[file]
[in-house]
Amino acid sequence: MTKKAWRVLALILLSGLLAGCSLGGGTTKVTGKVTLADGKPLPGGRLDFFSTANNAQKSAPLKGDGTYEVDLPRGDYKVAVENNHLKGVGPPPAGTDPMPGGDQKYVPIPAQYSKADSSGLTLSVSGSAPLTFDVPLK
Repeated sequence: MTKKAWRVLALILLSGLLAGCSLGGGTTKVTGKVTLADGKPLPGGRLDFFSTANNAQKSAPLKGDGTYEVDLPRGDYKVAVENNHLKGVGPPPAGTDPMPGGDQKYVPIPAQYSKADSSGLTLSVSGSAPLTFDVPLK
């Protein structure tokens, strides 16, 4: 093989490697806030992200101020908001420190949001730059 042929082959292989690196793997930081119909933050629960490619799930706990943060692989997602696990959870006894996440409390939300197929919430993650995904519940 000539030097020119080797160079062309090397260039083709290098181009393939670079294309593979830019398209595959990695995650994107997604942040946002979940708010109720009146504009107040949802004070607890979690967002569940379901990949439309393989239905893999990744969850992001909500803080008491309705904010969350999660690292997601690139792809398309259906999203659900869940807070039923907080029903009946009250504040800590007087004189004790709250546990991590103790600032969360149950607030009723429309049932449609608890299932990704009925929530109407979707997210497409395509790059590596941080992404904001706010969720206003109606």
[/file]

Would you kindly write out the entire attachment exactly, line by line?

[in-house]
Amino acid sequence: MTKKAWRVLALILLSGLLAGCSLGGGTTKVTGKVTLADGKPLPGGRLDFFSTANNAQKSAPLKGDGTYEVDLPRGDYKVAVENNHLKGVGPPPAGTDPMPGGDQKYVPIPAQYSKADSSGLTLSVSGSAPLTFDVPLK
Repeated sequence: MTKKAWRVLALILLSGLLAGCSLGGGTTKVTGKVTLADGKPLPGGRLDFFSTANNAQKSAPLKGDGTYEVDLPRGDYKVAVENNHLKGVGPPPAGTDPMPGGDQKYVPIPAQYSKADSSGLTLSVSGSAPLTFDVPLK
């Protein structure tokens, strides 16, 4: 093989490697806030992200101020908001420190949001730059 042929082959292989690196793997930081119909933050629960490619799930706990943060692989997602696990959870006894996440409390939300197929919430993650995904519940 000539030097020119080797160079062309090397260039083709290098181009393939670079294309593979830019398209595959990695995650994107997604942040946002979940708010109720009146504009107040949802004070607890979690967002569940379901990949439309393989239905893999990744969850992001909500803080008491309705904010969350999660690292997601690139792809398309259906999203659900869940807070039923907080029903009946009250504040800590007087004189004790709250546990991590103790600032969360149950607030009723429309049932449609608890299932990704009925929530109407979707997210497409395509790059590596941080992404904001706010969720206003109606």